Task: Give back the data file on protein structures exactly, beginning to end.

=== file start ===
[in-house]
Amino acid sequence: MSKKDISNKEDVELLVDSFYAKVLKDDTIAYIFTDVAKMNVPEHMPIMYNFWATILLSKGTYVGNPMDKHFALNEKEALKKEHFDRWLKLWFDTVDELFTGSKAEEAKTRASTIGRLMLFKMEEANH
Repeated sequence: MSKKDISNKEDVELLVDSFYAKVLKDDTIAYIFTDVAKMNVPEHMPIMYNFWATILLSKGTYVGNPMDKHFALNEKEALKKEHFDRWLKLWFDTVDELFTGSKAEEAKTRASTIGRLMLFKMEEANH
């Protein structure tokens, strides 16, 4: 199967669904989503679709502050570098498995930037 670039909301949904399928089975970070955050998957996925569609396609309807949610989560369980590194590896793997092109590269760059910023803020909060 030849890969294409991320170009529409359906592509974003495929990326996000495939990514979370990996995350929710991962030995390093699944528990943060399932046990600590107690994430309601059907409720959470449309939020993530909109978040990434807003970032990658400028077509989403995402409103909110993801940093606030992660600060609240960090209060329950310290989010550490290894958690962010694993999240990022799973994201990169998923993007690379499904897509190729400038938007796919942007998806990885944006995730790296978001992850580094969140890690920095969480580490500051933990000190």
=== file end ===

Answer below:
[in-house]
Amino acid sequence: MSKKDISNKEDVELLVDSFYAKVLKDDTIAYIFTDVAKMNVPEHMPIMYNFWATILLSKGTYVGNPMDKHFALNEKEALKKEHFDRWLKLWFDTVDELFTGSKAEEAKTRASTIGRLMLFKMEEANH
Repeated sequence: MSKKDISNKEDVELLVDSFYAKVLKDDTIAYIFTDVAKMNVPEHMPIMYNFWATILLSKGTYVGNPMDKHFALNEKEALKKEHFDRWLKLWFDTVDELFTGSKAEEAKTRASTIGRLMLFKMEEANH
């Protein structure tokens, strides 16, 4: 199967669904989503679709502050570098498995930037 670039909301949904399928089975970070955050998957996925569609396609309807949610989560369980590194590896793997092109590269760059910023803020909060 030849890969294409991320170009529409359906592509974003495929990326996000495939990514979370990996995350929710991962030995390093699944528990943060399932046990600590107690994430309601059907409720959470449309939020993530909109978040990434807003970032990658400028077509989403995402409103909110993801940093606030992660600060609240960090209060329950310290989010550490290894958690962010694993999240990022799973994201990169998923993007690379499904897509190729400038938007796919942007998806990885944006995730790296978001992850580094969140890690920095969480580490500051933990000190």